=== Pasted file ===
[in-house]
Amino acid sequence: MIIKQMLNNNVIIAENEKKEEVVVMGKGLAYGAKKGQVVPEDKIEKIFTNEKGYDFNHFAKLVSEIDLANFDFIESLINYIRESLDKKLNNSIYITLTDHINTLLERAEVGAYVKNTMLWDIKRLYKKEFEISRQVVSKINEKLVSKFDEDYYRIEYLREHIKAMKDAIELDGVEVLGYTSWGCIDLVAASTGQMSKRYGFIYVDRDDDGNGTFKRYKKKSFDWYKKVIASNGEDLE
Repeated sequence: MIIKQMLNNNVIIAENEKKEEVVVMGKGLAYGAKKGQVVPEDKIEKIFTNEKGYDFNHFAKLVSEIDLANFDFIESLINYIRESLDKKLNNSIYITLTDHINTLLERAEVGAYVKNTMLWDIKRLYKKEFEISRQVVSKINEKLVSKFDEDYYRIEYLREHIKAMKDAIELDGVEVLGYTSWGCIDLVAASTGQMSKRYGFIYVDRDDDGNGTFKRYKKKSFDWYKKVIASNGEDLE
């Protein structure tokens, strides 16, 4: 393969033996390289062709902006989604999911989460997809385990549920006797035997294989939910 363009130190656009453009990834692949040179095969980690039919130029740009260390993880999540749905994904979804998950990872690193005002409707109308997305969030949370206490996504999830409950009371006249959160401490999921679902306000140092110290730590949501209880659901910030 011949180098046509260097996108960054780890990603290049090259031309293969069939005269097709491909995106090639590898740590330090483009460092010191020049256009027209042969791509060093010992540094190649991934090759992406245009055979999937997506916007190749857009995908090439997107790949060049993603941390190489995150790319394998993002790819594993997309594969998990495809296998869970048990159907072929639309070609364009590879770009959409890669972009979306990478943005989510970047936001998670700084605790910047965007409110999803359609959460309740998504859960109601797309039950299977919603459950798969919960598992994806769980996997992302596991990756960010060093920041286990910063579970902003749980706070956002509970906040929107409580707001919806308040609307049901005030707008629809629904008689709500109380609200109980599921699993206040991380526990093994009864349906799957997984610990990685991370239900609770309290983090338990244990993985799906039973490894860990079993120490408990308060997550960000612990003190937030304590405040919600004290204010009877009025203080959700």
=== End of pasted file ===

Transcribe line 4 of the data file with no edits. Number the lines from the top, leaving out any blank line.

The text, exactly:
């Protein structure tokens, strides 16, 4: 393969033996390289062709902006989604999911989460997809385990549920006797035997294989939910 363009130190656009453009990834692949040179095969980690039919130029740009260390993880999540749905994904979804998950990872690193005002409707109308997305969030949370206490996504999830409950009371006249959160401490999921679902306000140092110290730590949501209880659901910030 011949180098046509260097996108960054780890990603290049090259031309293969069939005269097709491909995106090639590898740590330090483009460092010191020049256009027209042969791509060093010992540094190649991934090759992406245009055979999937997506916007190749857009995908090439997107790949060049993603941390190489995150790319394998993002790819594993997309594969998990495809296998869970048990159907072929639309070609364009590879770009959409890669972009979306990478943005989510970047936001998670700084605790910047965007409110999803359609959460309740998504859960109601797309039950299977919603459950798969919960598992994806769980996997992302596991990756960010060093920041286990910063579970902003749980706070956002509970906040929107409580707001919806308040609307049901005030707008629809629904008689709500109380609200109980599921699993206040991380526990093994009864349906799957997984610990990685991370239900609770309290983090338990244990993985799906039973490894860990079993120490408990308060997550960000612990003190937030304590405040919600004290204010009877009025203080959700």